Spy agencies scramble for clues after North Korean leader’s death
December 19, 2011 2 Comments
By JOSEPH FITSANAKIS* | intelNews.org |
Even though rumors had been rife for quite some time about North Korean leader Kim Jong Il’s worsening health, his death startled intelligence agencies the world over. In typical fashion, North Korean state media announced yesterday that “the dear leader” had died on Saturday onboard a train during one of his usual field trips, “due to immense mental and physical strain caused by his […] building of a thriving nation”. A period of national mourning has been declared in the country until December 29. In the hours following the startling announcement, which Time magazine dubbed “a nightmare before Christmas”, no unusual activity was observed in the North, while early Monday reports from North Korean capital Pyongyang stated that traffic was “moving as usual”. Moreover, despite longstanding rumors about Kim Jong Il’s ill health, few intelligence analysts in South Korea, Japan, or the United States have been observing overt signs of political instability, or a leadership crisis. However, despite the apparent calm in the North, intelligence agencies around the world have gone on high alert, led by those in South Korea, which has remained technically at war with the North since 1950. South Korean President Lee Myung-bak reportedly placed the country’s military on emergency alert on Sunday, and has ordered government officials to remain in capital Seoul and “maintain emergency contact” with their office staff. French sources said that one of the first outcomes of an emergency National Security Council meeting that took place in Seoul on Sunday was to request that the American Pentagon, which maintains nearly 30,000 troops in South Korea, steps up aerial surveillance over the North. Japan has also stepped up its intelligence-gathering operations in North Korea, and its Prime Minister, Yoshihiko Noda, instructed his government to “closely share information” on North Korea with the United States, South Korea, and —notably— China.
In the early 1950s, China single-handedly preserved North Korea’s existence, after entering the Korean War with hundreds of thousands of troops, and beating back the US-led multinational onslaught that had pushed North Korean troops almost to the Chinese border. Since then, Beijing has remained North Korea’s protector and largest trading partner. For this reason, regional and Western intelligence agencies are also keeping a close eye on the Chinese government, whose primary concern is to ensure that North Korea remains stable at this critical juncture. Beijing’s obvious and long-standing strategic goal in the Korean Peninsula is to preserve the North-South divide, thus preventing US troops from getting uncomfortably close to the Chinese border. Beijing is therefore likely to place its troops on high alert and tighten security along the North Korean border over the next few days.
Most intelligence experts seem to agree that the late “dear leader’s” third and youngest son, Kim Jong Un, appears as the obvious successor to his father’s post. Early on Monday, North Korea’s state television openly urged the country’s population to “faithfully revere respectable comrade Kim Jong Un” and look to his leadership as a means of “changing sadness to strength and courage”. Until recently, North Korean state media referred to Kim Jong Un as the Vice-Chairman of the Central Military Commission of the Workers’ Party of Korea. But in 2010 he was suddenly promoted to a four-star general, and began being referred to as such by North Korean media —a move widely seen by regional and Western observers as official approval of his successor status. During the past year, Kim Jong Un is said to have been increasingly involved in running the government. But not much more is known about this reputed successor, not even his age, which is said to be around 27 years. Official state media report that he graduated from Pyongyang’s Kim Il-Sung Military University in 2007, but little is known about his prior whereabouts. Some say that he was educated in an exclusive Swiss boarding school, where he registered under a false name, using a forged passport supplied to him by North Korean intelligence.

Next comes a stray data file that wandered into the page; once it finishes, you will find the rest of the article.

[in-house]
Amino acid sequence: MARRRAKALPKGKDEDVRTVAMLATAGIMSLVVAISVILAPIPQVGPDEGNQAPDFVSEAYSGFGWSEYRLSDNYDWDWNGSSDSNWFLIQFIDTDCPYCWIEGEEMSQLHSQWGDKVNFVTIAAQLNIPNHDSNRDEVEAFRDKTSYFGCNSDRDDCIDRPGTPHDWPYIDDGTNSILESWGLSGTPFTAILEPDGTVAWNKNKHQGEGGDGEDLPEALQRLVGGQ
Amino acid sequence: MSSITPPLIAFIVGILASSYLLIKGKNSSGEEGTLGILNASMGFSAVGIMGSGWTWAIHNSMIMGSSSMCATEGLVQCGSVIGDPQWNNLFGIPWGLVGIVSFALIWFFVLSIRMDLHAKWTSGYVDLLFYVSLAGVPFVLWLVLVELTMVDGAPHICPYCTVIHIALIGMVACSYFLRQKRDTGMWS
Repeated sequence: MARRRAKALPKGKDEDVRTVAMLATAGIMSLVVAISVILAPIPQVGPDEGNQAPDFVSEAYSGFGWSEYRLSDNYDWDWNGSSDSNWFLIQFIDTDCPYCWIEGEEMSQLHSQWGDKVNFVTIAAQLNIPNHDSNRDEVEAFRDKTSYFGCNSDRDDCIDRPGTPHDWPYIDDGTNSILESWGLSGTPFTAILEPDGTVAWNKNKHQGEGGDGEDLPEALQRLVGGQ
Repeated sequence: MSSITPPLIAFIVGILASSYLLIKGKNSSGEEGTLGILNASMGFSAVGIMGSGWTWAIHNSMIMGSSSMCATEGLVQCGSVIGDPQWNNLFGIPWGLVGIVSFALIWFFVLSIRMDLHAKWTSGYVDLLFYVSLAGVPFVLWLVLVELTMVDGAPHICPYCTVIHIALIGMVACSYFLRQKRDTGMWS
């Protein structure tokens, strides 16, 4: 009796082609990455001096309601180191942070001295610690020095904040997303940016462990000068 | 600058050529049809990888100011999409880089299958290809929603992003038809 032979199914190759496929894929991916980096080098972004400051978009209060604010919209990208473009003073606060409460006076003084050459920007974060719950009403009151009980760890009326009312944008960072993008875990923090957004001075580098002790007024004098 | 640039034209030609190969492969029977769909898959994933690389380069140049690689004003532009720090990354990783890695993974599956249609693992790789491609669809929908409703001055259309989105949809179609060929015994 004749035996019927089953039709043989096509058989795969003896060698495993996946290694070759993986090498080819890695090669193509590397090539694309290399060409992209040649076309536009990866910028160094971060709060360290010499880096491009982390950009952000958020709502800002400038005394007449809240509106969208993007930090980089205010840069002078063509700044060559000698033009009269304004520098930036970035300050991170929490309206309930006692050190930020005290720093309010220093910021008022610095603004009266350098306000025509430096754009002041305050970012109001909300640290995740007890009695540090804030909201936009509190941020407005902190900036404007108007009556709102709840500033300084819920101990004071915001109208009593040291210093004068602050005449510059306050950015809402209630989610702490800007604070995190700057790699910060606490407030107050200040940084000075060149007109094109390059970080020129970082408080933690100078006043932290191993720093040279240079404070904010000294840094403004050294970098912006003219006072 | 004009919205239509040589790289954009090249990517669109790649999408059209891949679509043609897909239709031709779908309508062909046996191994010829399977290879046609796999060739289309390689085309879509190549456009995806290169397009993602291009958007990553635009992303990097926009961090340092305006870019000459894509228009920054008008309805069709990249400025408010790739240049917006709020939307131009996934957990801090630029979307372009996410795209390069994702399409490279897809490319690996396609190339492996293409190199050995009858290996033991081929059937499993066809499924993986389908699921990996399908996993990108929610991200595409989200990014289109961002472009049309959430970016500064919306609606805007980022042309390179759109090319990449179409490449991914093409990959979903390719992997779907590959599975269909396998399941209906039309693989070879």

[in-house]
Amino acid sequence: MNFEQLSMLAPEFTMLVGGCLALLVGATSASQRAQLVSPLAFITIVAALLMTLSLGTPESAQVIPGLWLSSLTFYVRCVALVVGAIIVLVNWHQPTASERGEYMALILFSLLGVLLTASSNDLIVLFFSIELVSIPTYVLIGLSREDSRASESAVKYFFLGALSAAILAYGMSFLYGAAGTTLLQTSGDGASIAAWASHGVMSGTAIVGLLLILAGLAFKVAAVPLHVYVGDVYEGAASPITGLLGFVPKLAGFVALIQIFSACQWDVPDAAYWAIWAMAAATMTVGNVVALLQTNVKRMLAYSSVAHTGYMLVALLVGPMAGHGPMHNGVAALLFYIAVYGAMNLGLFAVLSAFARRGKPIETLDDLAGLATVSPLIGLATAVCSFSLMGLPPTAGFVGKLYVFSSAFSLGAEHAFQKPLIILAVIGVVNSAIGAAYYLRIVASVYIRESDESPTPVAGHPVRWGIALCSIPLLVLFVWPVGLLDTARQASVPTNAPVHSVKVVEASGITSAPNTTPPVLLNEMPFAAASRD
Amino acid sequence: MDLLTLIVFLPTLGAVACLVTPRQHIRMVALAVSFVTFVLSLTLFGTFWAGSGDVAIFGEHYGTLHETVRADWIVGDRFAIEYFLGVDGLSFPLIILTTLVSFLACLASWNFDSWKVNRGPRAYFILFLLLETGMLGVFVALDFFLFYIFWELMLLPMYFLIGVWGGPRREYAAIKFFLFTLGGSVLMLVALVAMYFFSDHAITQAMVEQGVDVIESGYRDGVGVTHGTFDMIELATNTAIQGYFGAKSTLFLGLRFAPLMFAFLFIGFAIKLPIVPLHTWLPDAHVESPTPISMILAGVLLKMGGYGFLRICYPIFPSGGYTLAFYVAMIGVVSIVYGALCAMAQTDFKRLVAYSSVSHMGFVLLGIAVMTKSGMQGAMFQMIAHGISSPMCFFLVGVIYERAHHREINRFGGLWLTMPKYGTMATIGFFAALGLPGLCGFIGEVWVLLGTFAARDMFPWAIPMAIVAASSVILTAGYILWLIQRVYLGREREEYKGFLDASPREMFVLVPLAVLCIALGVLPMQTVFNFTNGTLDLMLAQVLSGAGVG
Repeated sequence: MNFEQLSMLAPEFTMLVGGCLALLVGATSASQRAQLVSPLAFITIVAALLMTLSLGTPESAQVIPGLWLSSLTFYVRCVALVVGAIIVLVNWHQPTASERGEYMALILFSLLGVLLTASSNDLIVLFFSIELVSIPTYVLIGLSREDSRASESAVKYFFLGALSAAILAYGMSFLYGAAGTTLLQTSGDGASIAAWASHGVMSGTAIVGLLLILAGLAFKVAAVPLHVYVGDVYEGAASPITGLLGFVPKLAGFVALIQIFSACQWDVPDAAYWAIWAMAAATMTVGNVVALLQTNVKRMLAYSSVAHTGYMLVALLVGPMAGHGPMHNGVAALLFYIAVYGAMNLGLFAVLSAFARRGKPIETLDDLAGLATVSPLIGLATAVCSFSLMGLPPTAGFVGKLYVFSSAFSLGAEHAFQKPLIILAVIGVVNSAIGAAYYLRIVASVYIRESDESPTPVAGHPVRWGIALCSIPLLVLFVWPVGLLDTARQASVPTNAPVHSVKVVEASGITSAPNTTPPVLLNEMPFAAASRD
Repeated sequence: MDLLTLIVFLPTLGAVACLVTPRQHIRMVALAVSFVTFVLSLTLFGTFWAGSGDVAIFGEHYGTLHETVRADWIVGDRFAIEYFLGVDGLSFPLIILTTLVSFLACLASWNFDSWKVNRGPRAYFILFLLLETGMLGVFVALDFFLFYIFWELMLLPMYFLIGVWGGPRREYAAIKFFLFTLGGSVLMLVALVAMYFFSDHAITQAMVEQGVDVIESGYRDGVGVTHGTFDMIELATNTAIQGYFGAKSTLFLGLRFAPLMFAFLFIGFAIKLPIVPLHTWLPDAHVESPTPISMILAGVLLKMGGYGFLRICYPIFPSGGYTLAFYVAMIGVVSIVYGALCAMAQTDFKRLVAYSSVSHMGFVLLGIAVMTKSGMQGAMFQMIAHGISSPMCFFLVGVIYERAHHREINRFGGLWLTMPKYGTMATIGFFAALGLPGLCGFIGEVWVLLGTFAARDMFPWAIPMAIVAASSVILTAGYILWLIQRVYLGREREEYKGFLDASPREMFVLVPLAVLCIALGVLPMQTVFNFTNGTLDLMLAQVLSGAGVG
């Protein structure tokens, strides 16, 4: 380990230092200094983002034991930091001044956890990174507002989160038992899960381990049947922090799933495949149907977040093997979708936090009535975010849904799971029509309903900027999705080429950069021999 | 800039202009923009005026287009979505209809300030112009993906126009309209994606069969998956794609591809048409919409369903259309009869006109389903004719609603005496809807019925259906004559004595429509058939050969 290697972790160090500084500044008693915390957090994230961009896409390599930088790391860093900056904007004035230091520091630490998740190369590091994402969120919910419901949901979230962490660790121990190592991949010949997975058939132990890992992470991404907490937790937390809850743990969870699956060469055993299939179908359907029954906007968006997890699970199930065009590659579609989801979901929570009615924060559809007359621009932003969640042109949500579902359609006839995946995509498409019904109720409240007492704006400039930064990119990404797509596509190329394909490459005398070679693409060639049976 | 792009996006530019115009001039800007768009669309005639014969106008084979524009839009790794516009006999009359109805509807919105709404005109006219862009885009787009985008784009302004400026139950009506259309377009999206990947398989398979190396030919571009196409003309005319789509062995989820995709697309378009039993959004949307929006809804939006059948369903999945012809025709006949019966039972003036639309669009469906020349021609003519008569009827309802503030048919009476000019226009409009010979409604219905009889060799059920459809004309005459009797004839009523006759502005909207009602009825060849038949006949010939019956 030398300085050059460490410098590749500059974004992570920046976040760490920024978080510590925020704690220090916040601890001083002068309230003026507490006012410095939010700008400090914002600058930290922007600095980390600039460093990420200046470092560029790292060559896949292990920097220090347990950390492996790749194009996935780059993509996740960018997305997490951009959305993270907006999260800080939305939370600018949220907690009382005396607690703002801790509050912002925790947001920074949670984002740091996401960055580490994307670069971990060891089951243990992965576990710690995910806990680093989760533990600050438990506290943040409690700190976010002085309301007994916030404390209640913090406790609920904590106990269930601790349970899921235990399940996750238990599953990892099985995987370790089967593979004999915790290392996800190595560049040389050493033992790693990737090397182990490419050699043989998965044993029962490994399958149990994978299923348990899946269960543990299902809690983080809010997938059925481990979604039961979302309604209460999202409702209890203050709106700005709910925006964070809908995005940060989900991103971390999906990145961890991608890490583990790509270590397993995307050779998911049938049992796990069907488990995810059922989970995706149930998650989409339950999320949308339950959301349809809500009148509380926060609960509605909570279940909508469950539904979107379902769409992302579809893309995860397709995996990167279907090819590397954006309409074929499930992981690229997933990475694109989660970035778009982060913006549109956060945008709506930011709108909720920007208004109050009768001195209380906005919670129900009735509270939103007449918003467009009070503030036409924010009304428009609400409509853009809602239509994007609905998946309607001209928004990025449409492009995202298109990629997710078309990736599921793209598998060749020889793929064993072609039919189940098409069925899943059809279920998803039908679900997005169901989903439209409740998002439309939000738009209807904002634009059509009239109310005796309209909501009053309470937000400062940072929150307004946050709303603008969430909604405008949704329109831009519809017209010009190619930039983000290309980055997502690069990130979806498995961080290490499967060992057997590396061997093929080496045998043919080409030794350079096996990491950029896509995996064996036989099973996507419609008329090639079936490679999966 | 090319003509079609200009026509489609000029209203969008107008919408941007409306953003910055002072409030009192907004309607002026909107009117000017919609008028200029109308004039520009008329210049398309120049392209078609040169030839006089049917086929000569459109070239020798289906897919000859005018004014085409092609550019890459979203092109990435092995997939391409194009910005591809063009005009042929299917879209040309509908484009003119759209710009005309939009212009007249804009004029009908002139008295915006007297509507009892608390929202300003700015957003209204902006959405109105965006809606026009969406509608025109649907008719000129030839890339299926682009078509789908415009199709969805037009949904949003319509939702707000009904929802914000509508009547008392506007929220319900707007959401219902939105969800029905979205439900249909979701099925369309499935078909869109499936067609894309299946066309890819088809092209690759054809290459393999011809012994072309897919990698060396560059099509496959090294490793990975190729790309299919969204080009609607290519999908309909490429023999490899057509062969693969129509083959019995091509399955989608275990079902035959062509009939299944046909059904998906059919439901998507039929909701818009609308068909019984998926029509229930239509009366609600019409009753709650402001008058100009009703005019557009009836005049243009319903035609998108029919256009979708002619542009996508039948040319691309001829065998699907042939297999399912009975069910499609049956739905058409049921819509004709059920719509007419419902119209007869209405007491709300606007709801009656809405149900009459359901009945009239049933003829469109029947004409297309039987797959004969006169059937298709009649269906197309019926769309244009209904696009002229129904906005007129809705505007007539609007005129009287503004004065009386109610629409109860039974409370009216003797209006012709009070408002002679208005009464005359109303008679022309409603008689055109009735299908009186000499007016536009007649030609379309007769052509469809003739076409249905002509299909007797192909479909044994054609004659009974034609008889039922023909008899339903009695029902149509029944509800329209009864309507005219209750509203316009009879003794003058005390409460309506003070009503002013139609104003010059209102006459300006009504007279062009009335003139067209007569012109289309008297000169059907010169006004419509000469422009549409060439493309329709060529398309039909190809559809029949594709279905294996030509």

Despite the confusion around Kim Jong Un, it can be safely assumed that he is young, with little experience in running a country. What is more, there are unconfirmed rumors circulating in North Korea that his late mother was Ko Yong-Hi, a Japanese-born Korean dancer who was Kim Jong Il’s third wife, or reputed mistress, and is said to have died of breast cancer in 2004. If this is so, then Kim Jong Un’s connection with Japanese culture and values may place his planned his succession in doubt, as members of North Korea’s military may be suspicious of allowing the country’s supreme leadership to be ‘tainted’ by anything Japanese.
The death of Kim Jong Il casts a long shadow over North Korea’s future, as well as Southeast Asian regional stability. This uncertainty is only augmented by North Korea’s regimented and closely monitored society, which makes the country practically impenetrable to intelligence gathering by outside spy agencies. Even if the situation unfolds as planned, and Kim Jong Un assumes the country’s reins, it will be years before the dust from “the dear leader’s” death settles. Until then, spy agencies around the world will continue to scramble for scraps of valuable information about the world’s most reclusive nation.
* Dr Joseph Fitsanakis coordinates the Security and Intelligence Studies program at King College, USA. He is Senior Editor of intelNews.